As city officials move forward on plans to spend up to $8 million from the Legacy Fund to lure higher education institutions downtown, City Council members and constituents need to mix their enthusiasm for great potential with a critical examination of the incentives intent and possible unexpected consequences.
True, colleges and universities bring in new people with new ideas, as Councilman Tom Smith said. And, he pointed out, universities tend to choose locations for the long term, maintain campuses well and often expand. As a downtown development tool, it has much potential.
But the Legacy Fund – financed with the lease and sale of City Light to I&M – is already tapped for other downtown projects. The emphasis on river development is largely focused on the rivers downtown, and a good possibility exists that more money will go toward the River North project at the edge of downtown. Changing traffic flows on Ewing Street and Fairfield Avenue are downtown projects. Corridor enhancements, way-finding signs and gateway improvements are projects intended to bring more people to a more-attractive downtown. Legacy money will finance a $1 million fund to buy downtown properties for future development.
That isnt to suggest that the new higher education fund should not focus largely on downtown, but both the administration of Mayor Tom Henry and council members should not neglect other parts of the city. Had Manchester University applied for a grant to help with its College of Pharmacy near Parkview North, it would have been denied simply because it wasnt downtown.
One great advantage of the Legacy Fund money is the ability to help make things happen that otherwise couldnt. But the citys two largest private universities are already making significant investments in and near downtown. The Indiana Institute of Technology is growing exponentially just east of downtown, and the University of Saint Francis has already launched a major downtown project in the blocks bordered by Wayne Street, Berry Street and, yes, Ewing and Fairfield.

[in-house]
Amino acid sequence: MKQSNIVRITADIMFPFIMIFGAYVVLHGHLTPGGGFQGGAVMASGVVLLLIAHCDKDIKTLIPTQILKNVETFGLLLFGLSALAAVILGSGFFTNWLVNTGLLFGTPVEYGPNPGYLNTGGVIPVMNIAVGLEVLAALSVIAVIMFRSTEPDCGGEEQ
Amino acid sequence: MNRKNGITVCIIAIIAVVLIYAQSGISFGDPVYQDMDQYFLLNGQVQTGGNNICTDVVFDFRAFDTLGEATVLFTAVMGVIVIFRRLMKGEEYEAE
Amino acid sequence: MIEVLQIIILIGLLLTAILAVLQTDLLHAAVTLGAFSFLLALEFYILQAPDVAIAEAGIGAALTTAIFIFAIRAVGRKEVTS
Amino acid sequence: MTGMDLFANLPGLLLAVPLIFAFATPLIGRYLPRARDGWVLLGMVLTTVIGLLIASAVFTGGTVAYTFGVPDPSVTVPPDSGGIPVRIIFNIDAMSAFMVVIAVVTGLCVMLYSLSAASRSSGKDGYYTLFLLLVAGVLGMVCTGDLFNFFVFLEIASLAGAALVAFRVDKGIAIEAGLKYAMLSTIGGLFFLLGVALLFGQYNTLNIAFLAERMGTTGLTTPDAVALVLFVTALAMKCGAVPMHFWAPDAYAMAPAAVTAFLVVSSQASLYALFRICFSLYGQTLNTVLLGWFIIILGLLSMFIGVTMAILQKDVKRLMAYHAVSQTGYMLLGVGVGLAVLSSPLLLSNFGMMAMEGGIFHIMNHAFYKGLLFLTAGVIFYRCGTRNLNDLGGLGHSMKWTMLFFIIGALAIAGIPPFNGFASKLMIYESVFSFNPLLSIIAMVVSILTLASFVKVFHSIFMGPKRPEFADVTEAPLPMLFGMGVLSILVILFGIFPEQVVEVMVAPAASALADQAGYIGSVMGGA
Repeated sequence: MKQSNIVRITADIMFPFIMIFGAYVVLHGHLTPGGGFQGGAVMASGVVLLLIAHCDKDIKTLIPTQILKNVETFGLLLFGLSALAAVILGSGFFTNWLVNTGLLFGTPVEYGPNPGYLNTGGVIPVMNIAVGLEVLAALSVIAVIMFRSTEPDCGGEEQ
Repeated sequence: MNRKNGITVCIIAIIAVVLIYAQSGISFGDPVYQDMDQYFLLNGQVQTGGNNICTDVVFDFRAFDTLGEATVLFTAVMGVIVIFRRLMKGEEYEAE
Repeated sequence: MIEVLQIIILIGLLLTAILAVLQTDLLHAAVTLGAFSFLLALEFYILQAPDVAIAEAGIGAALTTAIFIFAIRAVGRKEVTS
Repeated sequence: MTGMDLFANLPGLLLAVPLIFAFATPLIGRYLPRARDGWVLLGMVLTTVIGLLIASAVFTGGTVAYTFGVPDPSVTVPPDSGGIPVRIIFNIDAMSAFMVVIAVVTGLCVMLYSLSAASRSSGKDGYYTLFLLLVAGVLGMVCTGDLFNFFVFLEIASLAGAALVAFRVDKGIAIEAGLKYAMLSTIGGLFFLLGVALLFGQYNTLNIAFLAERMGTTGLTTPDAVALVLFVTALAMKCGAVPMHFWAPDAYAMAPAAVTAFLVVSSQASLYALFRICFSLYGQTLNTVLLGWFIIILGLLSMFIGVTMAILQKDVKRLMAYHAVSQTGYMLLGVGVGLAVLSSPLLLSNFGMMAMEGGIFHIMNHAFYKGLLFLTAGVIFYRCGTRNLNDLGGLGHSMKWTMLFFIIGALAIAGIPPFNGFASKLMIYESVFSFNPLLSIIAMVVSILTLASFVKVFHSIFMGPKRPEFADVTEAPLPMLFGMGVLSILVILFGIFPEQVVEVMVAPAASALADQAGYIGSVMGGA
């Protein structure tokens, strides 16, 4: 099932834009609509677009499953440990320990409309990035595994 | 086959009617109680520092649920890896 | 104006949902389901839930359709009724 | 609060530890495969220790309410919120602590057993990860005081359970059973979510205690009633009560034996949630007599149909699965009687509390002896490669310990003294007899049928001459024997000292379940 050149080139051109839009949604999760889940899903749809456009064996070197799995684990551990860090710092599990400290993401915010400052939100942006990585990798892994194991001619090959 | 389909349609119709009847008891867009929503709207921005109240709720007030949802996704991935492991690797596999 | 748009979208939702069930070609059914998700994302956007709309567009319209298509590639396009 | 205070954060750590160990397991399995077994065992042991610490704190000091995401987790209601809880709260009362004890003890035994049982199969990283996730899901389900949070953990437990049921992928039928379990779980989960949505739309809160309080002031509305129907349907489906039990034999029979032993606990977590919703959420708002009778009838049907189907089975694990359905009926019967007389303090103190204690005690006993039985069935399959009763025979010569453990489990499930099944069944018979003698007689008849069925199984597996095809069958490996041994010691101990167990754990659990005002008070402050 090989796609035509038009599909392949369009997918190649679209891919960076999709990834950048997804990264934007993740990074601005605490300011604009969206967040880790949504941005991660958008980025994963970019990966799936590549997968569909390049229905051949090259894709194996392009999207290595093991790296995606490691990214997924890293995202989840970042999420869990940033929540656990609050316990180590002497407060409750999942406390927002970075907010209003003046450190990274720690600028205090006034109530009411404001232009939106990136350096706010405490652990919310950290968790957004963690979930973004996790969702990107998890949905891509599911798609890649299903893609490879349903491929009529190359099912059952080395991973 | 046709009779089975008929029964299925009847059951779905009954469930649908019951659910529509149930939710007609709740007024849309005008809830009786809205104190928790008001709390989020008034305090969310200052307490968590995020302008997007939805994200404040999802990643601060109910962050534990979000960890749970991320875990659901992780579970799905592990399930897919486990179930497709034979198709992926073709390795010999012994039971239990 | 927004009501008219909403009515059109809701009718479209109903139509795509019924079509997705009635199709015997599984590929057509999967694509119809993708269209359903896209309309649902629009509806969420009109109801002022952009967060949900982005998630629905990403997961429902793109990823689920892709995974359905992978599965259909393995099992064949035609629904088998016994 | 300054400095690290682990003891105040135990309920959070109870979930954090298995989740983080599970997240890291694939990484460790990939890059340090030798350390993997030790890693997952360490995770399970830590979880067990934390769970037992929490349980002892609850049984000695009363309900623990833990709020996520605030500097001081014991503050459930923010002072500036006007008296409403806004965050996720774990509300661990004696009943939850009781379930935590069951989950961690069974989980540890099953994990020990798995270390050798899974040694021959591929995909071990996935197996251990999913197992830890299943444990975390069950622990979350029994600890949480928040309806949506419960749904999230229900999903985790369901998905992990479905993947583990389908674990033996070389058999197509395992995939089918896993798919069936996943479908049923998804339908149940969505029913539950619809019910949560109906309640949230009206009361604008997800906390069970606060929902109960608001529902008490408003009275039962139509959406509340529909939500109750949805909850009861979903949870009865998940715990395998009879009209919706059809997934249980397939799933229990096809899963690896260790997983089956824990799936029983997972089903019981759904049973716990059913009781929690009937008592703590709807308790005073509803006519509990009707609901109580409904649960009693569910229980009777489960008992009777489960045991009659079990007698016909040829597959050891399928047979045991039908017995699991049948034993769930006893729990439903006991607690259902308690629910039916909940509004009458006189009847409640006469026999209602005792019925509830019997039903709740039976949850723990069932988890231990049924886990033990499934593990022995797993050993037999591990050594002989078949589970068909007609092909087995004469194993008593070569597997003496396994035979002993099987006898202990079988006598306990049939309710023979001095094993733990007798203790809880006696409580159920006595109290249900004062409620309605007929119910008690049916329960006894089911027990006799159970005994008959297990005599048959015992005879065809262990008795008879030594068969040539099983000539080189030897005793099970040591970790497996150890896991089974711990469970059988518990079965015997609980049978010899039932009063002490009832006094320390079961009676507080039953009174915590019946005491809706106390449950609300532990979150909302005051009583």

It seems likely that Saint Francis stands to receive a significant amount from the fund, part of which could help reimburse the university for land already purchased. Legacy money could help Saint Francis develop its downtown buildings more quickly, but the university also seemed prepared to move forward on its own, much as Indiana Tech has. And just two months ago, the Capital Improvements Board – which has at its disposal another stream of government revenue that will eventually total well into the millions – turned down Indiana Techs request for $1 million to go toward its $16 million law school. The project is fantastic. What the university is doing is great, board President Ben Campbell said at the time. But the project is up and running without us, and the money is not needed for the project to occur.
Give the city credit for establishing solid criteria to receive a grant from the new Higher Education Fund. Schools seeking the money must be not for profit and be willing to make a long-term commitment of at least 20 to 30 years.
For every dollar from the Legacy Fund, the required match from a recipient college is $3. No single project will receive more than $3 million.
But the city will almost assuredly never have another influx of cash like the Legacy Fund, and City Council members should be sure to demonstrate due diligence for any specific request for spending from the Higher Education Fund.